# Electric force much stronger than gravitational force? [duplicate]

It is commonly said that the electric force is much stronger than the gravitational force. Indeed, Coulomb's constant $k_e$ is much larger than the gravitational constant $G$ but they are measured in different units so it is not a reasonable comparison. With other units, it could be reversed.

Consider two electrons in space far from any matter. There will be a tiny gravitational attractive and a much larger electric repulsion.

Consider two protons. The electric repulsion will be the same. The gravitational attraction will be much larger (than for the electrons) but still much smaller than the electric repulsion.

So, those observations support that the electric force is stronger.

However, now consider two neutrons. The gravitational attraction is slightly greater than for the protons. There is no electric repulsion or attraction.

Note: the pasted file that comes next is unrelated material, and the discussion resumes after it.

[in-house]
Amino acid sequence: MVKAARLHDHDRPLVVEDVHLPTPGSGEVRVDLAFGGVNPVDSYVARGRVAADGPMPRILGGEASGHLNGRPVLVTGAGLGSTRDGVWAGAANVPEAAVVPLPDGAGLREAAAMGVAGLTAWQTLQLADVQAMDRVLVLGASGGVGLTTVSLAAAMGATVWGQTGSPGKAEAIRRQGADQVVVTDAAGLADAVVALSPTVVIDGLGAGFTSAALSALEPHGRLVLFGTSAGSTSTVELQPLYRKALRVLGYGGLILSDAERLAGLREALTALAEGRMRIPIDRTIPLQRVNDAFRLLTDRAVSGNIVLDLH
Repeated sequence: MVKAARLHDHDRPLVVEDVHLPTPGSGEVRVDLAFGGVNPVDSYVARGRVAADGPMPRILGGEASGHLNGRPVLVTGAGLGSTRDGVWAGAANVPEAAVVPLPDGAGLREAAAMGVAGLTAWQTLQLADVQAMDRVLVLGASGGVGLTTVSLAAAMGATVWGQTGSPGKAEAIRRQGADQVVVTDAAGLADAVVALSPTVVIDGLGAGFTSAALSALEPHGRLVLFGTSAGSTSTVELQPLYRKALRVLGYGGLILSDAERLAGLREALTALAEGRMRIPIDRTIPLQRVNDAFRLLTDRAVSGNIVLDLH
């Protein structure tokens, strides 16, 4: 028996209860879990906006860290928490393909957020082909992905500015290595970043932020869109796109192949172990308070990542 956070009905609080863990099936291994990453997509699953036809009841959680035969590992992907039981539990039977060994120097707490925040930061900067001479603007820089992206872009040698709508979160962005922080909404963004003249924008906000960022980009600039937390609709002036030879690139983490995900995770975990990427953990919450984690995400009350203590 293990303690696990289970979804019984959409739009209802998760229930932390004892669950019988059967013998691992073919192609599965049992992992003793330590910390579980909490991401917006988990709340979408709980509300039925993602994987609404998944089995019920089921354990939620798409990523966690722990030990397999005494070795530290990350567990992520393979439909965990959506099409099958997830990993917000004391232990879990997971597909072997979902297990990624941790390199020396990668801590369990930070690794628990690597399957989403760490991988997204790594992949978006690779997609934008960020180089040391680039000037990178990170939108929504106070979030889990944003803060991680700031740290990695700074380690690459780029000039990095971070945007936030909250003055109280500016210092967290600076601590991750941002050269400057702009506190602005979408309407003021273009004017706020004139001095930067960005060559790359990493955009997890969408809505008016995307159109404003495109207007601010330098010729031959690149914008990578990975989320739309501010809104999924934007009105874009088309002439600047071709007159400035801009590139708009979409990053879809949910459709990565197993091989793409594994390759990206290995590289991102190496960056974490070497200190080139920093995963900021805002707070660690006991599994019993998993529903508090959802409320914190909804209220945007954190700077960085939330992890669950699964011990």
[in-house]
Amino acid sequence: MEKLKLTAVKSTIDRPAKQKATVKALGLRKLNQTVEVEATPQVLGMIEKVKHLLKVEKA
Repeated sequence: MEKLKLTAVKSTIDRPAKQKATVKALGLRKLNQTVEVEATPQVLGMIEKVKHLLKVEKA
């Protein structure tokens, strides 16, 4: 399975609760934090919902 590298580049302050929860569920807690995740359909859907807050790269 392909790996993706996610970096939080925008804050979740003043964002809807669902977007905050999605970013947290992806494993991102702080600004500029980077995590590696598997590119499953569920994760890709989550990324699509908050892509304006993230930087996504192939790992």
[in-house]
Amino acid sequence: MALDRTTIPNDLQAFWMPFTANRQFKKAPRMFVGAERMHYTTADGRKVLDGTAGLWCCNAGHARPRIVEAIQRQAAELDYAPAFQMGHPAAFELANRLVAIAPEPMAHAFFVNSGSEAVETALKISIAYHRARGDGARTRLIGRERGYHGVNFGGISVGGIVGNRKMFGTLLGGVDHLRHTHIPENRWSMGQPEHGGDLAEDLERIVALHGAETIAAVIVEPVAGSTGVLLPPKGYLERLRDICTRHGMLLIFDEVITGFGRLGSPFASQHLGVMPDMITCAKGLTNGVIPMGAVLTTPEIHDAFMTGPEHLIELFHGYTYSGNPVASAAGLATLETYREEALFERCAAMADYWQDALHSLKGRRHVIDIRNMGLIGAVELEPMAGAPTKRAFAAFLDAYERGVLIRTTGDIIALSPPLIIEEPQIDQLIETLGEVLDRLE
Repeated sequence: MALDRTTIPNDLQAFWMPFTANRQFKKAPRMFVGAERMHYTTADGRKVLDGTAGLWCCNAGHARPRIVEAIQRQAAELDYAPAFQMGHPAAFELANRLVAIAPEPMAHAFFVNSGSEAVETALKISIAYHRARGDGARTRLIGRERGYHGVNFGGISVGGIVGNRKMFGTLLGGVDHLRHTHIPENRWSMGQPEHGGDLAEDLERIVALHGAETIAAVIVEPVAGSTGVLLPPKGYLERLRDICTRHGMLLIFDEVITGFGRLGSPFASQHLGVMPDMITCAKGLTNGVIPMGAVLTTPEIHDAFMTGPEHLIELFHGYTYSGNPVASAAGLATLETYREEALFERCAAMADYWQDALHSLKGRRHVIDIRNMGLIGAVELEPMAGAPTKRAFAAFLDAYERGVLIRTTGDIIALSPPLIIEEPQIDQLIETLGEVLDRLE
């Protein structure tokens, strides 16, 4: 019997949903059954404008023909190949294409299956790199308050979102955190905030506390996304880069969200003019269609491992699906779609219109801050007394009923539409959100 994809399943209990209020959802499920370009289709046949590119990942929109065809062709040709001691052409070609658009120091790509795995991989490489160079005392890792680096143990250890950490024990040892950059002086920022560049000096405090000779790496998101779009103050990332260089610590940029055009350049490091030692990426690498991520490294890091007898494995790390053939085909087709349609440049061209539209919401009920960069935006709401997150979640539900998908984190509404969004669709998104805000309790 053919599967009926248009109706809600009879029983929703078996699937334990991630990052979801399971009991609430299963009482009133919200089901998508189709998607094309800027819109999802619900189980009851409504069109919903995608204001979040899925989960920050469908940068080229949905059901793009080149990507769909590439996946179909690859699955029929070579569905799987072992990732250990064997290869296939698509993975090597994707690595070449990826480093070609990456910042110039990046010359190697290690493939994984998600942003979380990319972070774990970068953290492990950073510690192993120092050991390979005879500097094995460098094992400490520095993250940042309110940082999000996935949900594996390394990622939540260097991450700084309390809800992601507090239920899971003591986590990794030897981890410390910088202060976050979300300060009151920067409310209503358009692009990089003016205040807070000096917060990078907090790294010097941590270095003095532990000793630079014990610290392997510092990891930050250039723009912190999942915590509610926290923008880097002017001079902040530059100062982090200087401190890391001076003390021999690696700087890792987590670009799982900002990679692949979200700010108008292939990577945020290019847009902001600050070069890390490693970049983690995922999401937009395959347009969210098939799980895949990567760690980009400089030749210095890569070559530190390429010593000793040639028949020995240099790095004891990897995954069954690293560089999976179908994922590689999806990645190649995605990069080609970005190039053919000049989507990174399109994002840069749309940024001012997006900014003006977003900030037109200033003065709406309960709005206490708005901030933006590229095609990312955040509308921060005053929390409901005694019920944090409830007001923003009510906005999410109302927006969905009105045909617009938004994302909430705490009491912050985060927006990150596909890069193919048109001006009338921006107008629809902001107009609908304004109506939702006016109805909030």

Is there some absolute sense in which the electric force is stronger?

• This might help: en.wikipedia.org/wiki/Gravitational_coupling_constant – Sebastian Jul 31 '18 at 12:55
• @Sebastian Thanks. My question is expressed in a way in that article: "There is an arbitrariness in the choice of which particle's mass to use". It implies an answer to my question that the statement depends on the arbitrary (though defensible) choice of the electron. – badjohn Jul 31 '18 at 12:59
• @badjohn: The ratio of the forces is arbitrary depending on the choice of particle, true. But for any type of subatomic particle for which both forces are non-zero, the electric force is several orders of magnitude larger. – Michael Seifert Jul 31 '18 at 14:29
• @MichaelSeifert Thanks. So, it is as simple as that. If you made that an answer then I could accept it. – badjohn Jul 31 '18 at 14:37